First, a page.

Vanessa Marcie (EMBA 2016) invited classmates to her native Côte d’Azur to discover a region of investment potential beyond tourism.
A few weeks ago, I welcomed a dozen students from the Cambridge EMBA 2016, to the Côte d’Azur. My challenge: changing their perception of the Côte d’Azur.
The Côte d’Azur is well known as a touristy place. No need to introduce Nice, Cannes, Monaco or Saint-Tropez, they are the top leisure destinations for summer.
What people don’t know is that Nice is one of the top 10 smart cities in the world. Sophia Antipolis was the first science park in Europe, and more than 3,000 companies, including industry leaders, chose Sophia Antipolis to settle and thrive. The Côte d’Azur is the home of 400 start-ups, a booming scene full of opportunities, innovation and very driven entrepreneurs.
My job is to promote this hidden side of the Côte d’Azur, so companies and entrepreneurs around the world know they can do much more than visit as tourists. They can settle, find opportunities of investment, partnerships, build a life and a business, enjoy family time, and close a deal from the beach.
I have said this many times to my classmates or to people I have met, but it is difficult to be taken seriously when the identity of the region has been built on more than a century of very successful tourism branding strategy.
So, I have invited the curious, adventurous people from my cohort to see it themselves. They came with an open mind, lots of questions, an avid curiosity, and a strong desire to enjoy what the Côte d’Azur has to offer. Most of them thought it was going to be a holiday trip and indeed, they spent the weekend on the beach (in April), and drank wine at the terrace of French cafés (so cliché). But they didn’t expect a packed agenda of visits, conferences and meetings to understand what makes Côte d’Azur so special.
The first day, Team Côte d’Azur, the economic promotion agency, broke a few clichés about the French and local economy before explaining the many assets of the region for SMEs, R&D centres, entrepreneurs, and talents. PwC gave them clarity on the French tax system and a few foreign entrepreneurs who chose Côte d’Azur to set up their business answered a burning question: why Côte d’Azur?
First, a stop at the Eco-Valley to discover an ambitious long-term project for a sustainable urban metropolis. At that point, the most sceptical of my classmates realised that Nice isn’t joking with eco-exemplarity, proposing a new urban planning model which combines ecology and economy. The goal, over the next thirty years, is to profoundly modify the economic structure of the metropolis, as well as the modes of transport and housing.
Seeing how an ambitious vision becomes reality was very interesting for those senior executives, who are used to dealing and investing in complex projects. In a few years’ time, Nice will be transformed for the best, and the time to invest is now.
20 minutes later, we were in Sophia Antipolis, a world-renowned science park, the first of its kind in Europe. Studying in Cambridge allows us a privileged access to the Silicon Fen and to successful startups based in the science park. Promoting the Côte d’Azur region means that I work closely with the Côte d’Azur stakeholders and decision makers to build a better future for the region. Sophia Antipolis is a very discreet place, many of the technologies used in our daily life were born there but nobody knows about it. Anybody interested in innovation, disruptive technologies, and startups must go to Sophia Antipolis and meet its community. Sophia Antipolis’ public office opened doors to us of an anechoic chamber and the Côte d’Azur University’s fablab. The following day, Dolby welcomed us for an inspiring speech and a VIP screening in their very own cinema to test the latest Dolby technology.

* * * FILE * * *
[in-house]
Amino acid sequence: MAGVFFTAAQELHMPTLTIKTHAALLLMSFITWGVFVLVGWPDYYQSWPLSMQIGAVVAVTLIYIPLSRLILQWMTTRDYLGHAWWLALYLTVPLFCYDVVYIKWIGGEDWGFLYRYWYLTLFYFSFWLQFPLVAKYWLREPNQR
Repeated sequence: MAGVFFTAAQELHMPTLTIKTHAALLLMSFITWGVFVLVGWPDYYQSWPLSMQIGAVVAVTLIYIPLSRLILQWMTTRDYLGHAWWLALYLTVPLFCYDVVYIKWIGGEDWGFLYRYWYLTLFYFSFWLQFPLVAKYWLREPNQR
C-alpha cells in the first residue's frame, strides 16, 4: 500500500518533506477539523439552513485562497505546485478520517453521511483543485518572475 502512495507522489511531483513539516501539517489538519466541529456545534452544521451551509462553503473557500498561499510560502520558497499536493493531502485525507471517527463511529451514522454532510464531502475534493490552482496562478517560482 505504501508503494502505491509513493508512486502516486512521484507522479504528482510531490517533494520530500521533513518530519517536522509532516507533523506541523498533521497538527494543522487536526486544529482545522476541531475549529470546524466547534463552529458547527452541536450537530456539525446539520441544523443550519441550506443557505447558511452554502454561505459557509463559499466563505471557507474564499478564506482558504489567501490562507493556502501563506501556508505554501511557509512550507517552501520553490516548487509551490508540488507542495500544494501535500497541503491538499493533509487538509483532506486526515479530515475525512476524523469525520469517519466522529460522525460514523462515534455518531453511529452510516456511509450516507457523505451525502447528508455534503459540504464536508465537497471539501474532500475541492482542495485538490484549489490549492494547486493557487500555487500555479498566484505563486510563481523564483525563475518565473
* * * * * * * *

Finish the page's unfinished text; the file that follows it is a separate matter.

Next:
Two months ago, the EMBA 2016 class spent a week in San Francisco, the mecca for start-ups. There we met successful entrepreneurs, who taught us that failure is part of the entrepreneurship learning curve and should be embraced, not feared. Meeting Sophia Antipolis start-ups was a very different experience. We met early stage entrepreneurs, from France and abroad, who shared their journey, their challenges, their vision, and their hopes for the future of their businesses. My classmates realised the potential of those start-ups groomed at the heart of Sophia Antipolis. Yes, Côte d’Azur really means business.
We finished this two-day visit with Accenture Innovation Lab, one of the few in Europe. This place is a geek’s dream, a heaven where new technologies are being tested to find new applications for businesses.
I enjoyed welcoming part of the EMBA cohort to my region, teaching them something new, feeding their curiosity, and sharing part of my life with them. We got closer and we built incredible memories. They are all planning to come back soon.
The best compliment for me: “Those two days on the Côte d’Azur were more interesting than a week in San Francisco. There are real innovations here.” If senior executives from companies such as GE, Nokia and Autodesk, based in London, China, Italy, or Bahrain, think so, who am I to contradict them?
If you want to experience innovation on the Côte d’Azur, get in touch with me.
Leave a Reply